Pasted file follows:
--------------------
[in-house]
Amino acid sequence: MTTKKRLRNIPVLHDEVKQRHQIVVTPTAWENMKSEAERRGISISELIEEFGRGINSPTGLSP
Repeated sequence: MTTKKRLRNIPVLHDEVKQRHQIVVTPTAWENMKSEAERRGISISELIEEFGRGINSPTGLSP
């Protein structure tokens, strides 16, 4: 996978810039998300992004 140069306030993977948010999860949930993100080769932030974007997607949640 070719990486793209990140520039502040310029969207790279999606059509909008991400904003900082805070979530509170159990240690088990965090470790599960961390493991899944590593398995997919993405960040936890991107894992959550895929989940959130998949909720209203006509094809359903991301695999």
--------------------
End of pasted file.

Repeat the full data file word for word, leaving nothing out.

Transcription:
[in-house]
Amino acid sequence: MTTKKRLRNIPVLHDEVKQRHQIVVTPTAWENMKSEAERRGISISELIEEFGRGINSPTGLSP
Repeated sequence: MTTKKRLRNIPVLHDEVKQRHQIVVTPTAWENMKSEAERRGISISELIEEFGRGINSPTGLSP
């Protein structure tokens, strides 16, 4: 996978810039998300992004 140069306030993977948010999860949930993100080769932030974007997607949640 070719990486793209990140520039502040310029969207790279999606059509909008991400904003900082805070979530509170159990240690088990965090470790599960961390493991899944590593398995997919993405960040936890991107894992959550895929989940959130998949909720209203006509094809359903991301695999």